22nd Mar 2018


EU leaders in Brussels This WEEK

  • Russia bombing raids in Syria have reignited talks of more sanctions (Photo:

Heads of state will gather in Brussels at the end of the week with looming questions over migration, Russian bombings in Syria, and the fate of a trade deal with Canada.

Inconclusive talks on Syria this weekend in Switzerland between the US and Russia will most likely factor into broader discussions by EU foreign ministers, on Monday in Luxembourg, and when heads of state meet in Brussels on Thursday and Friday.

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An EU diplomat told reporters on Friday (14 October) that there was little appetite to impose further sanctions on Russia, despite intensified bombing raids on Aleppo and reportedly on a UN aid convey.

"There are some saying that Russia should be on the table on Monday, but I don't think there will be a consensus on that," he said.

The EU had already extended Russia sanctions in June until the end of January.

The foreign ministerial meeting will also touch upon shoring up deals with Ethiopia, Mali, Niger, Nigeria, and Senegal in an effort to slow down migration flows and return those with no legal rights to be in the EU.

Meanwhile, big questions loom over an EU trade with Canada (Ceta). Trade ministers are supposed to sign off on the deal on Tuesday, but Belgium's French-speaking Wallonia region threatens to derail it. Walloon prime minister Paul Magnette on Friday saying Belgium must refuse to sign it.

EU summit

However, the big event starts on Thursday, with EU leaders arriving in Brussels.

Their talks will kick off in the afternoon, with an emphasis on getting deals sorted with Ethiopia, Mali, Niger, Nigeria, and Senegal.

EU foreign policy chief Federica Mogherini will brief the leaders on the discussions with the five African states.

An EU official told this website "the main focus is to get the cooperation with these African countries right".

Interior ministers earlier this week helped pave the way after approving a new travel document to speed up returns of migrants back to their home countries.

Many show up with no official papers or IDs, making returns more complicated. But the new EU laissez-passer document is likely to upset African states.

Last November, the African Union's ambassador to the EU, Ajay Bramdeo, said such a document was “unheard of in terms of international law and international practice”.

Other issues on Thursday afternoon include talks on the Western Balkan migratory routes, border security, the EU's migrant deal with Turkey, and EU commission ideas on tracking people who travel through the EU.

Russia and sanctions

Thursday will conclude over dinner and a wide discussion on Russia.

Sanctions are currently not a point on the agenda but are likely to narrow in on Russia's role in Syria.

Draft conclusions, as of Friday (14 October), made no mention of sanctions and only stated that "the leaders had a strategic debate on its relations with Russia". However, this may change.

UK prime minister Theresa May, in her first appearance at an EU summit, is also set to make a statement on Brexit during Thursday's dinner but she is not expected to say anything new.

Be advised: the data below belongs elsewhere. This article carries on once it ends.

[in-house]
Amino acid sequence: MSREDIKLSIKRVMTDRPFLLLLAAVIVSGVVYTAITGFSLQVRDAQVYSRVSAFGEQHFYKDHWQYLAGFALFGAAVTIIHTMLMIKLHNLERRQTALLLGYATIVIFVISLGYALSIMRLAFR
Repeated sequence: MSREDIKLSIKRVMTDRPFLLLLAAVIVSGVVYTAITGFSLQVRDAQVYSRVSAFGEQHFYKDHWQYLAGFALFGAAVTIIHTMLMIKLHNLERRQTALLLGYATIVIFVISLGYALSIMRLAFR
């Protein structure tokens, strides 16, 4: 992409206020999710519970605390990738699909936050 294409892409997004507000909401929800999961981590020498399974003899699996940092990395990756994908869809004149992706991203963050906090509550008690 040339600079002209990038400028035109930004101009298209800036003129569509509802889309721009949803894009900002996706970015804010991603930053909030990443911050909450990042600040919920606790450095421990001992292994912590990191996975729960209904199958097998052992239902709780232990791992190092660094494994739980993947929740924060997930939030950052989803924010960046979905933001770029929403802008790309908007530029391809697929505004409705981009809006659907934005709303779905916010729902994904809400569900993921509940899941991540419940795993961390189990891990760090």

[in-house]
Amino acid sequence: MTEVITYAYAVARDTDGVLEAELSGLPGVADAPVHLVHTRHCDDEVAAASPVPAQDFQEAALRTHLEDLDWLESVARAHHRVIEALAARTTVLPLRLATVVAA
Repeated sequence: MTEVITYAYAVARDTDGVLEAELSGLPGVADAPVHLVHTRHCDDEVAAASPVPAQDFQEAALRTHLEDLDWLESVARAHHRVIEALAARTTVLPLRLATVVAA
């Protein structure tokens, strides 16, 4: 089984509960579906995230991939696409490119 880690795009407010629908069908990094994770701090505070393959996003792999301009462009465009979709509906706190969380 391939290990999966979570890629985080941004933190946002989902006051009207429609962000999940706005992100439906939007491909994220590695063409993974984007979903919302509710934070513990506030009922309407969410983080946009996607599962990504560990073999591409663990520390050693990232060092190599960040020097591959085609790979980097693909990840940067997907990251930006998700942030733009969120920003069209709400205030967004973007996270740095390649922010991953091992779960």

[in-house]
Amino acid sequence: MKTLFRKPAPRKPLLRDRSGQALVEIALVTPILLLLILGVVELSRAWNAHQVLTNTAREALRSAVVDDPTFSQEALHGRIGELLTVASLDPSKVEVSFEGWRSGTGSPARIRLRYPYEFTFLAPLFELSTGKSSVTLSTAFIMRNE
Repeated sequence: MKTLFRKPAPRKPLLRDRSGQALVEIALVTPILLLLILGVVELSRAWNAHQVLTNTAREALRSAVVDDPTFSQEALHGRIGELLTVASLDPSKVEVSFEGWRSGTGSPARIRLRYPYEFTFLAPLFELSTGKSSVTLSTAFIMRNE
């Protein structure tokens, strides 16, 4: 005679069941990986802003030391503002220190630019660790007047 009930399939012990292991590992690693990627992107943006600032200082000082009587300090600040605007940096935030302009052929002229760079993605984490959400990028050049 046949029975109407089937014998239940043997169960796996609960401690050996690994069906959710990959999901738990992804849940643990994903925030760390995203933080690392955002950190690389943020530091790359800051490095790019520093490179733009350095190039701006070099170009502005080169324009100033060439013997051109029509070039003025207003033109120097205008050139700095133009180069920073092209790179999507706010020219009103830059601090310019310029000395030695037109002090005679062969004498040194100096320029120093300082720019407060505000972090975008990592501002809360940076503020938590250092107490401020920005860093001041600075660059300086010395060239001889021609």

Dutch prime minister Mark Rutte is also expected to make a statement on the results of his country's referendum on an association agreement between the EU and Ukraine.

Friday morning is geared towards trade, with Ceta likely to dominate discussions.

Other talks on trade will touch on China's overproduction of steel as well the EU-Japan Free Trade Agreement and ongoing talks with the US.

Greek bailout and EU border corps This WEEK

Eurozone finance ministers are expeced to release a €2.8bn payment to Athens. Justice ministers will discuss relocation and how to make the new border guard operational.

Brexit and trade will top This WEEK

A crucial EU summit will decide whether to give a green light to the Brexit transition period, while the EU is also fighting to get exemptions from the new US steel and aluminium tariffs.

'Selmayrgate' moves to the EU Parliament This WEEK

As a global trade war looms over the new US steel tariffs, the EU's attention will shift to Strasbourg - where MEPs are expected to debate the Martin Selmayr appointment, trade, Brexit, journalism and the budget.

Italy and migration will top This WEEK

Italy will have voted for a government, Germany's social democrats will have voted to confirm a government (or not): the dynamics in European politics may change, while Brussels will focus on Brexit again.

Election fever picks up This WEEK

Italian general elections, a German coalition in the balance, and the European parliament fighting to get a voice in nominating an EU commission president. This and much more in a week packed with intrigue.

ECB, Budget, EU elections This WEEK

EU leaders will gather to begin talking about the 2019 election process and the post-2020 budget, while eurozone finance ministers will ponder choosing the next European Central Bank deputy chief.

Germany casts doubt on Austrian intelligence sharing

An Austrian police unit headed by a far-right town councilor and tasked to tackle street crime was sent to raid the offices and homes of people working for Austria's domestic intelligence agency - prompting German counterparts to review cooperation.

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